Film brings climate threat home
A new film highlighting the potential impact of inaction on climate change has received critical acclaim for driving the message home.
The film stars a lonely Pete Postlethwaite as a man who has survived green Armageddon to look back at film footage from 2008, wondering why humanity failed to act when it saw the coming chaos.
It neatly sidesteps the two problems with that other climate change classic, An Inconvenient Truth - that there are factual errors and that it is not the most exciting of movies, in essence just Al Gore with his slideshow.
By presenting itself as a drama rather than a documentary, it can avoid the criticisms of questionable accuracy and exaggeration levelled against Gore's film.
And Pete Postlethwaite's acting prowess and on-screen charisma provide the movie with an engaging and sympathetic voice that isn't always there in An Inconveninet Truth.
The film began life as a documentary-style project, but director Franny Armstrong quickly realised that was only going to find a niche audience.
"After three years simultaneously following six different stories in six wildly-different locations - New Orleans, Nigeria, UK, The Alps, India, Jordan - we held some test screenings of the rough cut," she said.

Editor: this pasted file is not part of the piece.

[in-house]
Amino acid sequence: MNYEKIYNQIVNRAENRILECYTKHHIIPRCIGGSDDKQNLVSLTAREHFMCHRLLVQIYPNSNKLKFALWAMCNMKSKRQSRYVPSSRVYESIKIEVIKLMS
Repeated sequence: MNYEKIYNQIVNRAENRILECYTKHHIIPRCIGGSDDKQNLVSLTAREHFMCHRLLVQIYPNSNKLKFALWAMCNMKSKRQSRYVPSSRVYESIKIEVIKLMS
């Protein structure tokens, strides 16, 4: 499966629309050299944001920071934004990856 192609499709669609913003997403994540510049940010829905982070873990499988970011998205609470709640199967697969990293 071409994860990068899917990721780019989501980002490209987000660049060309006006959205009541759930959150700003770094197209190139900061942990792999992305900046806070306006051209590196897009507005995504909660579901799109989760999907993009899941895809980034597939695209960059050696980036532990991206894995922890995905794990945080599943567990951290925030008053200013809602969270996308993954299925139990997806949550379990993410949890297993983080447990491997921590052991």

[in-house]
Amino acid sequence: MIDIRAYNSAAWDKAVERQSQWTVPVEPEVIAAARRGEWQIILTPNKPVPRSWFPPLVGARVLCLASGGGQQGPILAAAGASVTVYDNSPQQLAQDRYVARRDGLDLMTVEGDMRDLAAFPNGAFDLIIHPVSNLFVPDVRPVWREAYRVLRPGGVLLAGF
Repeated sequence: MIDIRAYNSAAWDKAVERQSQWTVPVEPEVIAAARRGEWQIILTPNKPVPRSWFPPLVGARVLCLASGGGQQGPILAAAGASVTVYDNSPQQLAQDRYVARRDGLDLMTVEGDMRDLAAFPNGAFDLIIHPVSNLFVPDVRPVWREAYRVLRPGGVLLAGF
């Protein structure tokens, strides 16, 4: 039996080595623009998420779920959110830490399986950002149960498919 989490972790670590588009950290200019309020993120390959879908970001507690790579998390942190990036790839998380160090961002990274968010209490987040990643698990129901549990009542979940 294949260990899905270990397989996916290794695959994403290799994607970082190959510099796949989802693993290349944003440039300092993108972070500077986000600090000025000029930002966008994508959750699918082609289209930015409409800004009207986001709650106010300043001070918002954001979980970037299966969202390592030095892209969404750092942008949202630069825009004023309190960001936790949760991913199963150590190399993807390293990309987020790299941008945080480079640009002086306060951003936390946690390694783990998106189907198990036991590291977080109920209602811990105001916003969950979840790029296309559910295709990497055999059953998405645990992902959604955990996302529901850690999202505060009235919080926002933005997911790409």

"This was May 2007. Disaster. Only people obsessed with climate change could understand all our subtle links.
"To everyone else it was a hodgepodge of random stories. After despairing a while, I decided to introduce a fictional character, living in 2055, when the planet has been devastated and hundreds of millions of people killed.
"He is trawling through "archive" footage from now, trying to work out why we didn't stop climate change when we still had the chance.
"There was only ever one actor in my mind and when I googled "Pete Postlethwaite + climate change" and learnt he was setting up a wind turbine in his garden, I thought we might just have a hope of persuading him...
"Al Gore's film An Inconvenient Truth did a fantastic job at bringing the public up-to-speed on the science of climate.
The Age of Stupid takes the baton from Gore and examines the moral, psychological and human consequences of our current way of life.
"We calculated the film's carbon footprint by recording every journey - by foot, bicycle, motor boat, rowing boat, plane, train, car, rickshaw and helicopter - as well as all the electricity, gas, food and equipment used.
"It added up to 94 tonnes, which is equivalent to four Americans for a year or 185 patio heaters for a month. I definitely think our film is worth 185 patio heaters."
The film also has a parallel campaign, Not Stupid with the stated aim of turning 250 million viewers into climate activists and putting pressure on decision makers in the run up to the Copenhagen climate change summit in December.
You can watch the trailer below:
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